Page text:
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The thing you love is doomed, especially if you love an organization. I know that many of you know this already.
This community has been talking to each other. You've been calling me. And, you've been clear about how doomed you are.
I had one of these conversations today. Near the end of the conversation the potential leader I was speaking with said, "I agree with you that we need to act intentionally and aggressively, and approach our situation with focus and energy, I don't think the other members of the board will get into this. Maybe the Executive Director will agree, but who is going make sure this is going to happen? Who is going to leads us?"
The answer to the question "who is going to lead us?" is...
374 days ago, give or take a day, I wrote an e-letter to you. It started off like this.
My name is Sterling Lynk.
So a year later, how do you think I did? What has been your experience of this purpose-project of mine? Shoot me an email at firstname.lastname@example.org or, better yet, use the comment section below.
I Ask Because...
I am asking because MightyPurposeMe is changing.
The mission can't change. This is my purpose-project; it is intended to be the current best expression of my purpose. If you want live your purpose, I am here to help. I am here to help you do meaningful, good, powerful, soul-in-the-game stuff.
I just need to do it better.
P.S. - Are you struggling with meaningful, good, powerful, soul-in-the-game stuff? Shoot me an email at email@example.com and tell me about it.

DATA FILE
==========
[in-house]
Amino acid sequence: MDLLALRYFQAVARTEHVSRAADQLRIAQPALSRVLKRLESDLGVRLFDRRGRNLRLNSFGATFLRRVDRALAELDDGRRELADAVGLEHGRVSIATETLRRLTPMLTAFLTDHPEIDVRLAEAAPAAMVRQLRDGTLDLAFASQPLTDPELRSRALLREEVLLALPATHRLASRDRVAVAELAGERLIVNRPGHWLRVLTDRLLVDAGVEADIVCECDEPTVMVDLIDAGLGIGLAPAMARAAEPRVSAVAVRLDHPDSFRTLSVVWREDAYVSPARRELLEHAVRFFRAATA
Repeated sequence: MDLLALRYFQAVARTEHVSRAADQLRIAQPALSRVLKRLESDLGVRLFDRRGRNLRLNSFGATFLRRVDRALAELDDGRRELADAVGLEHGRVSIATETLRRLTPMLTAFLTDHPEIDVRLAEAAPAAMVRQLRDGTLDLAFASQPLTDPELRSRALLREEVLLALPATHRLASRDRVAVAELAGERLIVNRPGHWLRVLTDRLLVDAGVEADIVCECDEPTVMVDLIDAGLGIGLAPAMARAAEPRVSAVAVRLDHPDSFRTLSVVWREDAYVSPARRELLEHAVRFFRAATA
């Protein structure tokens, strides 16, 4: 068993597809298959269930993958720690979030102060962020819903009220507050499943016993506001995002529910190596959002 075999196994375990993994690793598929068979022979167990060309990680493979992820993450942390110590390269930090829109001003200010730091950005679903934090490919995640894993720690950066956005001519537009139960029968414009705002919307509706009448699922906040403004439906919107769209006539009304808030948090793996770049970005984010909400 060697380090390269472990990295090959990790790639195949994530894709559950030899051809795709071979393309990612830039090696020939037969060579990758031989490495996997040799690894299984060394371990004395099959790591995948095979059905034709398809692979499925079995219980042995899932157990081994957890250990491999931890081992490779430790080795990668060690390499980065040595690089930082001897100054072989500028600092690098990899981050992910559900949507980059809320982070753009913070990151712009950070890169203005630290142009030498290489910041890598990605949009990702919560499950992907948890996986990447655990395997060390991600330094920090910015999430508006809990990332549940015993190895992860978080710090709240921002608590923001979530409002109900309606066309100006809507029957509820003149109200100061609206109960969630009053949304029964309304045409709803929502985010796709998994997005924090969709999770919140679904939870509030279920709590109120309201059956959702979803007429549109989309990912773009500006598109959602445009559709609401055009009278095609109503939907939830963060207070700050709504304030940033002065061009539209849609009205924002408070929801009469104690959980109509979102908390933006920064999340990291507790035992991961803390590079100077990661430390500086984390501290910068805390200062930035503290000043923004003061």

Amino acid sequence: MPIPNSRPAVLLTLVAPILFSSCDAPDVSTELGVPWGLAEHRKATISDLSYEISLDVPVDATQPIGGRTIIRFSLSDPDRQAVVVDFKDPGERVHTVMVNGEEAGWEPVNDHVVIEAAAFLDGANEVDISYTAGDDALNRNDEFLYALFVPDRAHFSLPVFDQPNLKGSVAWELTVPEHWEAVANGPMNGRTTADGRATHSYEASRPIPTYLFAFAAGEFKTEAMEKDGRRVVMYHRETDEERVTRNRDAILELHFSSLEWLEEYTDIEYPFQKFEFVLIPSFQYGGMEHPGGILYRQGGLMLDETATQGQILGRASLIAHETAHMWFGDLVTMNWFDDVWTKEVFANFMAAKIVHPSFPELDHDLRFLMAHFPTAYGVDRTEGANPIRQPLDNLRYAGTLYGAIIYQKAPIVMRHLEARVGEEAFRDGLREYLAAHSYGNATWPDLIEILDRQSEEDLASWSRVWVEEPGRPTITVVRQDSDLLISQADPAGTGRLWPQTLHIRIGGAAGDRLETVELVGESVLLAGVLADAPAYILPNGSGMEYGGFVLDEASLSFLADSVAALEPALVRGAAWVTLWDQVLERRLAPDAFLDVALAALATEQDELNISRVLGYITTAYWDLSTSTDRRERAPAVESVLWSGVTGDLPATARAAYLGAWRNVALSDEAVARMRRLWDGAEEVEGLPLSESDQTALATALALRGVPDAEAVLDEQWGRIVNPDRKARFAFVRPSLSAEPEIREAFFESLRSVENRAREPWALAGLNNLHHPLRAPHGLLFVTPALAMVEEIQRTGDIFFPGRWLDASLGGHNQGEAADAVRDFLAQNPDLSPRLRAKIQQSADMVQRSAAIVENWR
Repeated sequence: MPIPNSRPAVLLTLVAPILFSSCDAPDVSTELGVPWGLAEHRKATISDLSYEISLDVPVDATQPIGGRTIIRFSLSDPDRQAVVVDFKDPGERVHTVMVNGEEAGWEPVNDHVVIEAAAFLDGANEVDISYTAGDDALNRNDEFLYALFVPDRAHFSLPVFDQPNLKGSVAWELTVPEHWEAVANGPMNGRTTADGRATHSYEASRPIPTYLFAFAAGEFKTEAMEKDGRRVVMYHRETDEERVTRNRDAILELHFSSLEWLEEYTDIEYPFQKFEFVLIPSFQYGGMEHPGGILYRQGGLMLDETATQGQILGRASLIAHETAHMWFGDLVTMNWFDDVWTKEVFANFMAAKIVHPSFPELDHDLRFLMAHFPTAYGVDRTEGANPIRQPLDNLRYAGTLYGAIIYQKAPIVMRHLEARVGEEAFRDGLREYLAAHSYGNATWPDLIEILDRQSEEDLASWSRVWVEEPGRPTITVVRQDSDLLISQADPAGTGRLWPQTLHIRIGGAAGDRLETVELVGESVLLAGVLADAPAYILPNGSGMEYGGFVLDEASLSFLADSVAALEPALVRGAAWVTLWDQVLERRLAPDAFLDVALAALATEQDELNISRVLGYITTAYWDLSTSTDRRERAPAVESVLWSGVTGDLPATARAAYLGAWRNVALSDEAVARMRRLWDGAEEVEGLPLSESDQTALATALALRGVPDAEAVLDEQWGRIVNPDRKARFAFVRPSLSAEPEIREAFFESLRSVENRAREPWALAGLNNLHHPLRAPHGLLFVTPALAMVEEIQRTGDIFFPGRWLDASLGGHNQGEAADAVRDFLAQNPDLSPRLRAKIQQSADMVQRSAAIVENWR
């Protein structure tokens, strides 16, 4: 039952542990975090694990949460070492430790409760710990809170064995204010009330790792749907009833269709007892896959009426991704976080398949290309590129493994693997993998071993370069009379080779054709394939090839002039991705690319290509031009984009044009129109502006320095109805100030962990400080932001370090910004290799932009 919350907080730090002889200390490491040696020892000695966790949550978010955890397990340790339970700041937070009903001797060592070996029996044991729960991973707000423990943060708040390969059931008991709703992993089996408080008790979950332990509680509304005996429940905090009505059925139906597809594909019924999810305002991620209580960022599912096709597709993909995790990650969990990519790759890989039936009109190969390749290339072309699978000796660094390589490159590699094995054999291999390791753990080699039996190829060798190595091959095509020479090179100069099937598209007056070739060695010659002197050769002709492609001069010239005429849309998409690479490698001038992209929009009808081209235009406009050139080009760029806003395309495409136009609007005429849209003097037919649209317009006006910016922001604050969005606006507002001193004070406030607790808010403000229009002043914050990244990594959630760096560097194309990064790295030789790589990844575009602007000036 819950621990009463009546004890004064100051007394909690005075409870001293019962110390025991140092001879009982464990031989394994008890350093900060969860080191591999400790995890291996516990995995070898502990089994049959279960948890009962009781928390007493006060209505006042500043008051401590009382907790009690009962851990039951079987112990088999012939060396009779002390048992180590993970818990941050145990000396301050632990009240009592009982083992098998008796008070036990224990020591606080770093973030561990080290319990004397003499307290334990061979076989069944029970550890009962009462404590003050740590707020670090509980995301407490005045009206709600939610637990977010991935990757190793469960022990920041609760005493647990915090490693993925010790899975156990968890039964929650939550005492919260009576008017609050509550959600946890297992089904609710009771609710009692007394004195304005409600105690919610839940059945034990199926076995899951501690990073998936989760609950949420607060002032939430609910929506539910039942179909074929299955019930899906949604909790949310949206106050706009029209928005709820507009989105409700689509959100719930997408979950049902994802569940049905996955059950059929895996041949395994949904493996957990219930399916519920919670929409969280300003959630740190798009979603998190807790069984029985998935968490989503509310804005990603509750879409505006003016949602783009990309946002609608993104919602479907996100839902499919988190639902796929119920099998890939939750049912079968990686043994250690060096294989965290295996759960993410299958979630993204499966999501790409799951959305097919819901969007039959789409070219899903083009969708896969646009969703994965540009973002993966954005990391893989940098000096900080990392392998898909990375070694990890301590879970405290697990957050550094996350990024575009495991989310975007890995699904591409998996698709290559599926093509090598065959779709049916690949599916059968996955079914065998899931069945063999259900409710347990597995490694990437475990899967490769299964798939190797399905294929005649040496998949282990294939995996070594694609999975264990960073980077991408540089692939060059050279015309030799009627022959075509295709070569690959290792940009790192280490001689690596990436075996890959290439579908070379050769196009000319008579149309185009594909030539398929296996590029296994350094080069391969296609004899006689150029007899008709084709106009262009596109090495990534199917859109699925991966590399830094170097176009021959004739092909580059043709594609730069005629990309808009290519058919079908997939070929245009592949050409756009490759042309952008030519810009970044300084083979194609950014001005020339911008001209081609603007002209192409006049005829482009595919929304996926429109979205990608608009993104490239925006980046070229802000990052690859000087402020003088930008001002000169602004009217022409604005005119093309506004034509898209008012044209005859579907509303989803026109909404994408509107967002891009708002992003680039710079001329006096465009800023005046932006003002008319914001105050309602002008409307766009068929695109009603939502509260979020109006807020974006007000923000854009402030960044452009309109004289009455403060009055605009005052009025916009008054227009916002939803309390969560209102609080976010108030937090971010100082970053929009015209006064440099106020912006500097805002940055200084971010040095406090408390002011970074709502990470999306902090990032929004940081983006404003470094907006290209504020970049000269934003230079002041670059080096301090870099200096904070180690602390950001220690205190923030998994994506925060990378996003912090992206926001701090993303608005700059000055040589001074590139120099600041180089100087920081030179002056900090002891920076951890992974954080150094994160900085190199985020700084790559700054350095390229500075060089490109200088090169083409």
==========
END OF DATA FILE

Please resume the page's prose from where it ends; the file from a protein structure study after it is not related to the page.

Who is this "mighty purpose thing" for?
I don't know. But, I have a few ideas about who it is not for.
This isn't for you if you...
That's my list today.
P.S. - I find the idea of having "soul-in-the-game" compelling. If you do too, check out Chapter 23 of Nassim Taleb's Antifragile. Please, don't forget to follow the rules.
I have a game you need to try. Let me describe it for you.
If you played this game, what would you do to maximize your payout? And, what does this computer game have to do with you living your purpose everyday?
In his book Predictably Irrational, behavioral economist Dan Ariely describes what happened when he offered this game to real people. I'm guessing you'll be surprised by what happened and what it means for the way you should approach your purposeful life.
If you receive the periodic Mighty Purpose email, then you may have noticed at the bottom of the mails the following:
"Copyright © 2013 Mighty Purpose (Sterling Lynk). Everyone has a purpose - even copyright lawyers."
I'd like to offer this amendment; everyone has a purpose - even men who have spent nearly half their lives in prison. Artist James Morgan is such a man.
Since being paroled, Mr. Morgan has worked to survive, create meaningful art, and serve his community. He also has a message to share with all of us - and it starts with this Max DePree quote:
"We cannot become what we need to be by remaining what we are."
Mr. Morgan is surviving with purpose and we can all learn a few things from him.
If you have been a part of what we are doing here for any length of time, then you've probably run into at least 1 test. It turns out that I have proposed 7 different ones over the past year.
My hope for you is that each test you engage, whether your pass or fail, propels you forward on your purpose-adventure. They should be challenges, battles and obstacles you face so that become more and more the person who lives life purposefully. So, have you been wrestling with the tests I have offered you?
Consider the following list of tests I have shared with you over the last year.
The truth is that there are not 7 different ways to face these 7 challenges. There is only 1 way and here it is:
It is as simple as this to get started. As hard as it can be to actually take the leap, taking action is actually the easy part. It's not a real test. The test only comes after you have taken action.